Why being a geek is good for you

“Understanding is the first step to acceptance, and only with acceptance can there be recovery.”

J. K. Rowling

 I recently had the tremendous honor of attending, giving a keynote speech, and presenting a panel at MISTI-Con, a Harry Potter-themed conference that takes place once every two years. It was marvelous. Between the enchanted ball, the wicked murder mystery dinner, and the magical people that attended the con and put it together, it was an unbelievable experience.

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The Psychology of Black Canary (Laurel Lance)

I initially wrote this post for The Mary Sue for the Psychology of Inspirational Women panel. I’m reposting it here with permission.

The Background:

Black Canary is the alter ego of Dinah Laurel Lance, and was one of the first DC female superheroes, along with Wonder Woman. Black Canary’s initial name in DC comics was Dinah Drake, and in the later series the Black Canary was based on two separate people – mother (Dinah Drake) and daughter (Dinah Laurel Lance). In the comics Black Canary temporarily worked with the Justice League and also with Oracle (formerly, Batgirl).

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Psychology of Buffy the Vampire Slayer

I initially wrote this post for The Mary Sue’s Column, Psychology of Inspirational Women, it is reprinted here with permission.

Going against the Hollywood stereotype of a powerless blonde girl getting ruthlessly murdered, the writer/director/producer of Buffy the Vampire Slayer wanted to create a hero, someone with the special powers to kick butt and protect others.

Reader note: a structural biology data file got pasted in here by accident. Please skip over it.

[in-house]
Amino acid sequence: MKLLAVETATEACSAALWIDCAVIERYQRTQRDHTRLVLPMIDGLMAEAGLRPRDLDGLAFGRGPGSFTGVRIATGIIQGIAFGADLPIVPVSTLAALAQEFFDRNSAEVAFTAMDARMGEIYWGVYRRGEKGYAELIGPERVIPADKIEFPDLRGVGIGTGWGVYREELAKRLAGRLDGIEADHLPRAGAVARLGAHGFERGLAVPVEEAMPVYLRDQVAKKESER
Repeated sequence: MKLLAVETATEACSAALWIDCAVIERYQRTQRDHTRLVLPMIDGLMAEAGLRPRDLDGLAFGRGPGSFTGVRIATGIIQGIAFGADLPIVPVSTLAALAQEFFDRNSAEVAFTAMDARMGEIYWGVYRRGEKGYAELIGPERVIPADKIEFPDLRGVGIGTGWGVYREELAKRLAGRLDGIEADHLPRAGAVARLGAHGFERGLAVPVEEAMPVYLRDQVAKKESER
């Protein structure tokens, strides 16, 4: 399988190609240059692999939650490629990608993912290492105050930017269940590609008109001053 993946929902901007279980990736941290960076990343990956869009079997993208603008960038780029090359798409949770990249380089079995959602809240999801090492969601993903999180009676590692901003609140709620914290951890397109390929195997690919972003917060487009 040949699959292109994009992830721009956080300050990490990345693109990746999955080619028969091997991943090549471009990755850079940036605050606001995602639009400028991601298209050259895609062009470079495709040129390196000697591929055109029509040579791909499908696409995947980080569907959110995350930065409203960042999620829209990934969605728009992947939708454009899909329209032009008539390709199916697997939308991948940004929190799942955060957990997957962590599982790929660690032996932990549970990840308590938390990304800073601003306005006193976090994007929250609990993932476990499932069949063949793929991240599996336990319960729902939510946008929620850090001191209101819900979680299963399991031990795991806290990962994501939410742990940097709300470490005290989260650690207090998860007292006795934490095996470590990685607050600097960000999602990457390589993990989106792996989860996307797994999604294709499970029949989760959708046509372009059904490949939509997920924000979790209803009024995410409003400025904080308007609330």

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Clark Kent: Superman’s Humble Hero

(Guest post by Asher Johnson, M. A.)

Original Superman theme song:

Ever since I was a child, I was strangely attracted to the way the good guys thought. I saw them as smart, self-controlled, kind, patient, and wise. I thought it was naturally harder to do the right thing, and found it fascinating how easily taken for granted heroes were. Now, to put things in perspective, I will need to age myself because the good guys I grew up watching are, in many ways, unlike the anti-heroes of today (e.g. Jax from Sons of Anarchy, Nurse Jackie, Walter White, Tony Soprano, or Kevin Spacey’s brilliant role as Francis Underwood).

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How X-Men helped me overcome PTSD

“What wouldn’t I give to be normal!”

(Mystique, ‘X-Men First Class’)

I grew up on fiction. It was brain food to me. I generally preferred to read books to just about any other activity. Over the past few years I’ve been incorporating fictional characters into Superhero Therapy. For me these characters hold a deep and personal meaning, after all, some of them actually helped me recover from my own traumatic history.

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Psychology of The Hunger Games

“My name is Katniss Everdeen.

Why am I not dead?

I should be dead.”

Katniss Everdeen, the Girl on Fire, who volunteers to take her sister’s place in the monstrous Hunger Games, is a hero and a legend. After going through some of the most horrific events imaginable, Katniss attempts to end her own life. What caused her to try to commit suicide? Does Katniss suffer from a mental health disorder? What stops her from dying and what gives her a reason to live?

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